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The Tricks to Rehabbing Houses

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house rehabs

Image by pushbuffalo
Photo by Whitney Arlene Crispell.

Scenes from PUSH Buffalo’s green rehab of 10 Winter Street. In partnership with WNY Americorps and its Youth Build program.

The Tricks to Rehabbing Houses

Are you addicted to those shows in which people are buying run-down houses, fixing them up and reselling them for huge profits before the first mortgage payment is due? Wow!


What’s more, these people claim they did it in their spare time and made more on that one house rehab than you made all last year! You start thinking: “They don’t look any smarter than I am” and suddenly you are buying ever rehab book and thinking about a career change. Before you put in your 2 weeks notice, let’s talk about how to succeed at rehabbing houses.


Rehabbing is a very excited topic. It can be very profitable and fun, but it is also risky, challenging, and demanding. I once heard a fantastic catch phrase for rehabbing houses: “You make your money when you buy the house and you get paid when you sell it”. If you do your research, pay attention to your time and money, and use some of the following tricks, you too can be successful:


1. Before you ever buy the house to rehab, make sure you are 100% confident you understand what that house can sell for once repaired. Be realistic; don’t expect your house will sell at the top of the market. Plan to price it at 5-10% below what it should list for so you can move it quickly.


2. Make sure you understand ALL of your costs. Itemize not only the rehab costs, but your holding costs, your closing costs, and selling costs. Make a budget and stick to it. Include contingencies for unknown problems or repairs during the process.


3. As important as a budget is to develop a schedule and stick to it. Many people begin a rehab strong, but take months (or never finish). Every day you own that house, you are incurring costs including: interest, insurance, taxes, heat, electricity, etc. Every day that you own the property means less money (profit) in your pocket when you sell. Make sure you are not slowing down the project. Keep the house busy with activity.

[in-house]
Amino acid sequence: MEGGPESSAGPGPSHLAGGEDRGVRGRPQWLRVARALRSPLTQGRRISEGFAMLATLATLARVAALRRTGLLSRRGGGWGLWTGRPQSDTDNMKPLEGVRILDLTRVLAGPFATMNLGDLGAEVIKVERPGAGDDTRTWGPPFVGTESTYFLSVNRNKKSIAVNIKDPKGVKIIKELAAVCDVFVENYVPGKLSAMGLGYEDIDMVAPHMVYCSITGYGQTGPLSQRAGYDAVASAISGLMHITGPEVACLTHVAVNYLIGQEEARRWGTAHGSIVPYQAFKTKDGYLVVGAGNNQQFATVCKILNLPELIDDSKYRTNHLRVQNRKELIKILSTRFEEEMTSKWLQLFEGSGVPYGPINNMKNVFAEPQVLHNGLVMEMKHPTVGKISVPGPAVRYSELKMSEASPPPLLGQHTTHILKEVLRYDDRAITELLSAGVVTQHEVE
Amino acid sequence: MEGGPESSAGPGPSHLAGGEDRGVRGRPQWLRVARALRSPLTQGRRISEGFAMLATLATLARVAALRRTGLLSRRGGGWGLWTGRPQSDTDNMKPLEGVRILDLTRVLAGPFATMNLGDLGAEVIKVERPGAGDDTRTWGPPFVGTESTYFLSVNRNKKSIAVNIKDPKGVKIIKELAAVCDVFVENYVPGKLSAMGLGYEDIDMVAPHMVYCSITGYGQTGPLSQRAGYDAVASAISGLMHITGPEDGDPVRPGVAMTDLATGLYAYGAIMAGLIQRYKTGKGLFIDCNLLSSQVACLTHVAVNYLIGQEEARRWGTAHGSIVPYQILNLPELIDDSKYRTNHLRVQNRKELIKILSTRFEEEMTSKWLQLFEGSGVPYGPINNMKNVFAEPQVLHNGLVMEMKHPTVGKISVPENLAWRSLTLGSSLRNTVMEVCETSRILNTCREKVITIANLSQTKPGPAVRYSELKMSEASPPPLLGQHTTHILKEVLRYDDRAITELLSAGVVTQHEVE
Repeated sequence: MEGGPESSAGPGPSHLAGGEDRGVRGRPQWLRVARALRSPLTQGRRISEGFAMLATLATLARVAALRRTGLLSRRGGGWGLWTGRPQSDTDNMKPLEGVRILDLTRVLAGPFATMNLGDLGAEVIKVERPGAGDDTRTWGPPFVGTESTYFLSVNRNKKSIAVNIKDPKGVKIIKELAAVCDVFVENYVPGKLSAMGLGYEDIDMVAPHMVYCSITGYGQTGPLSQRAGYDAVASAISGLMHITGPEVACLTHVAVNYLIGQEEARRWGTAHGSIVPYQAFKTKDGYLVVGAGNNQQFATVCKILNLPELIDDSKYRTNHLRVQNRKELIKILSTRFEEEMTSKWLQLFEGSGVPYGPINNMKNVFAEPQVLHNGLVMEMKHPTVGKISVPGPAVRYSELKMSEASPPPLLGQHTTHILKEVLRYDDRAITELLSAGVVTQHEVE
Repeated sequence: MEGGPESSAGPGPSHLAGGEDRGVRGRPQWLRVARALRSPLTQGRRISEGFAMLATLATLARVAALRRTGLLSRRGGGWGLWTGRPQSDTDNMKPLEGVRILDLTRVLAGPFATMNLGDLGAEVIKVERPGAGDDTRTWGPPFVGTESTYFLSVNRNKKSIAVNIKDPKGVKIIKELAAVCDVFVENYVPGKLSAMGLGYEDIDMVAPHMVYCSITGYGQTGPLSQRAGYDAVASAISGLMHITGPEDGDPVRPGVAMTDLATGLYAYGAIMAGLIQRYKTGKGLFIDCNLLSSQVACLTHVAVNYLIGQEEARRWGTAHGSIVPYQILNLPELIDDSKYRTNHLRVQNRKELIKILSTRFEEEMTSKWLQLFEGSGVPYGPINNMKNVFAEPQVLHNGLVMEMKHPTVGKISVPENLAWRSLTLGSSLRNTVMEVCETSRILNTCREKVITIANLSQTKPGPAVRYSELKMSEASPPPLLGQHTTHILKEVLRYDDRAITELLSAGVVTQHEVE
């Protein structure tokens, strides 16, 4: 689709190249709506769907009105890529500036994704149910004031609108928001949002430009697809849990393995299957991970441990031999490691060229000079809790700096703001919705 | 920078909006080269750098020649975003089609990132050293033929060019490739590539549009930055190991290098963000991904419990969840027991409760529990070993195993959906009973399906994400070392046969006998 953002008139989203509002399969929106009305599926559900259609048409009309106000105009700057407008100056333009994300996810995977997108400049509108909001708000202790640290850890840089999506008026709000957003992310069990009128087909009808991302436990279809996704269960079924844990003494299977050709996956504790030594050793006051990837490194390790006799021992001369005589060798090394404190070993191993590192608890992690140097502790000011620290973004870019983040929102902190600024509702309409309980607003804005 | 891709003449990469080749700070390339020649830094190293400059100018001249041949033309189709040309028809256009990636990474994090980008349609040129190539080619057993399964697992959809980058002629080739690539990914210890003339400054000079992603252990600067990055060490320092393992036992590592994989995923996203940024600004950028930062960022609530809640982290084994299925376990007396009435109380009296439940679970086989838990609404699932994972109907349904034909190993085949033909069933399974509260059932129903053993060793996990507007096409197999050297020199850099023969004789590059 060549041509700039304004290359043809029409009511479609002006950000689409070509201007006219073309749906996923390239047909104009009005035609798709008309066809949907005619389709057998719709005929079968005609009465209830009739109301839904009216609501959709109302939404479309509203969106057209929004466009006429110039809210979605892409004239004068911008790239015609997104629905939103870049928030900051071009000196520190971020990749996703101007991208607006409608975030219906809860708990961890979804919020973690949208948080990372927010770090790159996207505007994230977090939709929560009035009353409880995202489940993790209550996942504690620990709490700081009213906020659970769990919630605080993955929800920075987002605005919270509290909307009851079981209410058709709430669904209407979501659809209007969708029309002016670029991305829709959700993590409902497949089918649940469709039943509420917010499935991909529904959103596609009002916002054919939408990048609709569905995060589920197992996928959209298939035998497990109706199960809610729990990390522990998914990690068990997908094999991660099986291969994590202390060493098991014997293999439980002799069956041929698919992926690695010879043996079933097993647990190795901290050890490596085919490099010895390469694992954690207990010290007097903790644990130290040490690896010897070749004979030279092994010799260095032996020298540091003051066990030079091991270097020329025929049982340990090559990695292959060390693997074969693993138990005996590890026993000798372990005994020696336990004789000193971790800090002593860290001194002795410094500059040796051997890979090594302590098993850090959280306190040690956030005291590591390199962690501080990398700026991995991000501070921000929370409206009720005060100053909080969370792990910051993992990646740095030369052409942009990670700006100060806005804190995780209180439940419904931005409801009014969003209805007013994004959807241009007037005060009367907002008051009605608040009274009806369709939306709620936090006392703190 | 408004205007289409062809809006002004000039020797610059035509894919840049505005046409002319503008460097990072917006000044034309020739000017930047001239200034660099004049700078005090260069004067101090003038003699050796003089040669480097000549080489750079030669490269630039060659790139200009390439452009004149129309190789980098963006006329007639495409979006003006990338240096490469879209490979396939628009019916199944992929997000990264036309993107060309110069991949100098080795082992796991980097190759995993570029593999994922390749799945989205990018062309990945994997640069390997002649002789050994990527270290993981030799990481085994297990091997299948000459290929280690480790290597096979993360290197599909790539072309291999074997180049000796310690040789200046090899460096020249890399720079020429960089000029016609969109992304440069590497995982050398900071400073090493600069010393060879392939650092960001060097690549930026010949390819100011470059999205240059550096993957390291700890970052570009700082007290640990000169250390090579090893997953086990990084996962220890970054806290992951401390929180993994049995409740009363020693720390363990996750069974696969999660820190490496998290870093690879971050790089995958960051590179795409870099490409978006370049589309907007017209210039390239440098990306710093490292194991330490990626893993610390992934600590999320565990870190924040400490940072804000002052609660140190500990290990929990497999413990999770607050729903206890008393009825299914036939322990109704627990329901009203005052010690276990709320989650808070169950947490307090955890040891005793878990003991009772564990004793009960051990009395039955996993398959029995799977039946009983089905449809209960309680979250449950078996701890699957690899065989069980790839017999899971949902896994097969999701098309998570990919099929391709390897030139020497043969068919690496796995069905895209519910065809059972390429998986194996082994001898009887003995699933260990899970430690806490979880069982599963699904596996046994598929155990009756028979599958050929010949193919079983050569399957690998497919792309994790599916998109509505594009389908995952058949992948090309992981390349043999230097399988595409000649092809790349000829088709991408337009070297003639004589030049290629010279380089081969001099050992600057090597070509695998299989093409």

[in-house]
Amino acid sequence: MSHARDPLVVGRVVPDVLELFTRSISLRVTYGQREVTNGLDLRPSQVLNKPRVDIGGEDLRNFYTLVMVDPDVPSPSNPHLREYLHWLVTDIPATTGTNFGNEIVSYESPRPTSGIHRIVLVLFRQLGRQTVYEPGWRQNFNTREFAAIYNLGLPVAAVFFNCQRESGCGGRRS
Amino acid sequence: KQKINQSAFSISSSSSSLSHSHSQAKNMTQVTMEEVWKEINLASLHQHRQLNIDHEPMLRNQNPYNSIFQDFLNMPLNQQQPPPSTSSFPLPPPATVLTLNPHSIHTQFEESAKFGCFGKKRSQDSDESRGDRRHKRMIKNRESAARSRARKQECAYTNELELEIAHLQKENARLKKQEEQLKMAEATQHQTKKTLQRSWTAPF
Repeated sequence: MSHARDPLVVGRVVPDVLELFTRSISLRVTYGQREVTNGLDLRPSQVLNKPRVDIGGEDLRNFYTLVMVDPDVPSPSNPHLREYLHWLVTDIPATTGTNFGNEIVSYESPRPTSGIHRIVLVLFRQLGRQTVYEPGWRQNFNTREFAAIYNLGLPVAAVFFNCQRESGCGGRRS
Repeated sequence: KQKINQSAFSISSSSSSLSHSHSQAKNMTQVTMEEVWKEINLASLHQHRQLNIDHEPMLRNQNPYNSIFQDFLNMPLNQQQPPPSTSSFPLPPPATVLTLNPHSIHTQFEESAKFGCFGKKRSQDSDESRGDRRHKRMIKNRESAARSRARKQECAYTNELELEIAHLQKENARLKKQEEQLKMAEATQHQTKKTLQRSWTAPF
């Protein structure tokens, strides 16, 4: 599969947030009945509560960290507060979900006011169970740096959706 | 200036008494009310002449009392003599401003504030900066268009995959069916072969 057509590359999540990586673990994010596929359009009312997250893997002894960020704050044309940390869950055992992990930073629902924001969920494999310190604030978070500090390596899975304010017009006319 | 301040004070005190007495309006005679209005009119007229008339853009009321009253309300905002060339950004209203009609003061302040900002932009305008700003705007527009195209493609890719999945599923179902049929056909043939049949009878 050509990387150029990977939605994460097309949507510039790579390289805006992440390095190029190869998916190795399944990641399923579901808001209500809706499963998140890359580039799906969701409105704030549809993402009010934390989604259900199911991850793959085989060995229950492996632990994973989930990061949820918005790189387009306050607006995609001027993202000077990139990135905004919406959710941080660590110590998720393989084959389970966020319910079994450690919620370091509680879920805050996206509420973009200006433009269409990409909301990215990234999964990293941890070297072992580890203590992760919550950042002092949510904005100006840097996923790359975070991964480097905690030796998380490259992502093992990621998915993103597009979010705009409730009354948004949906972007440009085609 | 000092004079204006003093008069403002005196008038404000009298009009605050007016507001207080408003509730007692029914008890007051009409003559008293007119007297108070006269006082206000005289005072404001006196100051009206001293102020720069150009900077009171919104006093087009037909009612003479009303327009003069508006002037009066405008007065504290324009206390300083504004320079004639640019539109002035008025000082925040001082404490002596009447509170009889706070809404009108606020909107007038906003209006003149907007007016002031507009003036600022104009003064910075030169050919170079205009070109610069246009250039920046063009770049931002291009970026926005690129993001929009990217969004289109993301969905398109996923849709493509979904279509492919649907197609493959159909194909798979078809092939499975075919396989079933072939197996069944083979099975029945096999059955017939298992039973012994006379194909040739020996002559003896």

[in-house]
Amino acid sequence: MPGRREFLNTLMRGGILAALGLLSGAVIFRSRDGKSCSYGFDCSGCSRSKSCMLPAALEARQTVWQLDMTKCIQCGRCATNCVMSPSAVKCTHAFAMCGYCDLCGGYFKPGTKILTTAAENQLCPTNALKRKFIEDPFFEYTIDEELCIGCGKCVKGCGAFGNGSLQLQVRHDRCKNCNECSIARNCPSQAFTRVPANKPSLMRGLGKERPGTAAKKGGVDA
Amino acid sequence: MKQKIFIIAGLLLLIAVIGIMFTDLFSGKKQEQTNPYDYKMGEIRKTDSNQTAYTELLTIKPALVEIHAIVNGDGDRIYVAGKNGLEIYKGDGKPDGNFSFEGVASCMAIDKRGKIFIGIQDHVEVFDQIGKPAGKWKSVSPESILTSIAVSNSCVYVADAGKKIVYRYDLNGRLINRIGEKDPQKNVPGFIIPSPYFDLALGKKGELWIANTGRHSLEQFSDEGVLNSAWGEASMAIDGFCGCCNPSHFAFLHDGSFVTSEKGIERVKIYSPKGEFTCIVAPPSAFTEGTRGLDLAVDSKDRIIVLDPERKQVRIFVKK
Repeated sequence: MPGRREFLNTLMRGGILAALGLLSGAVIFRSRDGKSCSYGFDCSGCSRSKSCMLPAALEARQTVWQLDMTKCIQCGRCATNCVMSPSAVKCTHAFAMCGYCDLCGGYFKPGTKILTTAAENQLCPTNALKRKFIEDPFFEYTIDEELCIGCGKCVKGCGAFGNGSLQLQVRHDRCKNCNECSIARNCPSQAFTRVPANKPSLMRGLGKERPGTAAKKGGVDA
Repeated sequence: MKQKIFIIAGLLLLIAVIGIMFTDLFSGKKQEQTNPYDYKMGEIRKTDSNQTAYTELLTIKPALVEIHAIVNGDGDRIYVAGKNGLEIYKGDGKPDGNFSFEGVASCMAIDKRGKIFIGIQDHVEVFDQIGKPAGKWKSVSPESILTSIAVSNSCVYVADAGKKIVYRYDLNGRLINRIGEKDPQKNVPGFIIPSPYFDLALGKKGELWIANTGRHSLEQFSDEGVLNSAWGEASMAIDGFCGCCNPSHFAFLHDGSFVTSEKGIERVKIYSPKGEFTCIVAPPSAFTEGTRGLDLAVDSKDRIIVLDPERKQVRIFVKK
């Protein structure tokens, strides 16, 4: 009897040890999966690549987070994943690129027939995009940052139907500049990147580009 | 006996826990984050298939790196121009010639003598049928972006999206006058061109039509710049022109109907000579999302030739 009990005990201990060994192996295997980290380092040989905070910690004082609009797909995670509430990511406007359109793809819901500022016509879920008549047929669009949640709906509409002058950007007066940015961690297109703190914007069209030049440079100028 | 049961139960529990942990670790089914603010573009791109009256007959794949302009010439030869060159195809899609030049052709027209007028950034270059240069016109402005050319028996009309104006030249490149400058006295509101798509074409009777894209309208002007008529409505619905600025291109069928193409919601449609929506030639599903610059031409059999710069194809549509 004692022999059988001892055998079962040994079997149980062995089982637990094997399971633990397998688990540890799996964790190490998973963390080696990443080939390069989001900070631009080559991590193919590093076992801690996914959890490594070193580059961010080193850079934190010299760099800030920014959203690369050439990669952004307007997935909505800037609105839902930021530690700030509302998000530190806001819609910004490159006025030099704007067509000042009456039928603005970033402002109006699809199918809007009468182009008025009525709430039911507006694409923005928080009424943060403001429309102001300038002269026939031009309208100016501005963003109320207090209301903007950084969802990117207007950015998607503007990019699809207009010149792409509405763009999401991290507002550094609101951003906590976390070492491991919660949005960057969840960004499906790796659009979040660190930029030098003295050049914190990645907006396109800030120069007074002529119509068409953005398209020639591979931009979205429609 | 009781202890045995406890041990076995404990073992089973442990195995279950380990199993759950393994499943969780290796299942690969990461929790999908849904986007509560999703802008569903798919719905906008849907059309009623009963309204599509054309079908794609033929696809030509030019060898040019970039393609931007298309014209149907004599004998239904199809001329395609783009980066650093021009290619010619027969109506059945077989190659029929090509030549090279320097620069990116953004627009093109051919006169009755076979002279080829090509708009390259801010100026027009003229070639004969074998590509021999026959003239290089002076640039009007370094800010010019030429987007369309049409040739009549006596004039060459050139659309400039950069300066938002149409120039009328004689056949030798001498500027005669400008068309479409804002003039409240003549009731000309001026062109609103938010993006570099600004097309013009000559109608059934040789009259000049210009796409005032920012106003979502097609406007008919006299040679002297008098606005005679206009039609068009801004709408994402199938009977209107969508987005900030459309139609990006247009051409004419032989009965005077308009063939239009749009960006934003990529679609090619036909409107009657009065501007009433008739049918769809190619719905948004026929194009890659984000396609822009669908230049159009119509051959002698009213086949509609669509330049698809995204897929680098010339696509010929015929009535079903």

4. If you plan to do some or all of the work yourself, make sure to be realistic and pick your battles. Again, everyday that the project is waiting on you to finish something is lost profit. Additionally, make sure that the quality of your work and the quality of the materials meets with price point you are working in. Consider hiring talent and quality if you are not sure you can do a project.


5. The potential profit margin of the rehab ultimately drives the amount of work you can do, but newer rehabbers should buy a house that needs a few (potentially major) items to repair, such as needing a new kitchen and bathroom, instead of 100s of small ones, such as new doors here and outside fascia work there and a reworked kitchen here and tons of TLC everywhere. Conversely, inexperienced rehabbers should not take on large projects such as additions.


6. Maybe you have done a great job of finding the right house, keeping your costs in line, and you were on schedule. Do you have an exit strategy? What is your plan if the property does not sell quickly? There are two easy answers: move yourself into the rehab and sell your house or turn it into an investment property and rent it. While moving in may be difficult or impossible, turning it into a rental should be one of your considerations.


Although this is not a comprehensive list of everything to think about when rehabbing a house, these tricks should help you make more money, have less stress, and more fun.

Scott Ficek owns and manages almost 30 investment property units from single family to multi-family. He is also a Investment Real Estate MN Agent with RE/MAX Advantage Plus in Minneapolis and helps new and seasoned investors buy and own Minnesota Investment Real Estate.

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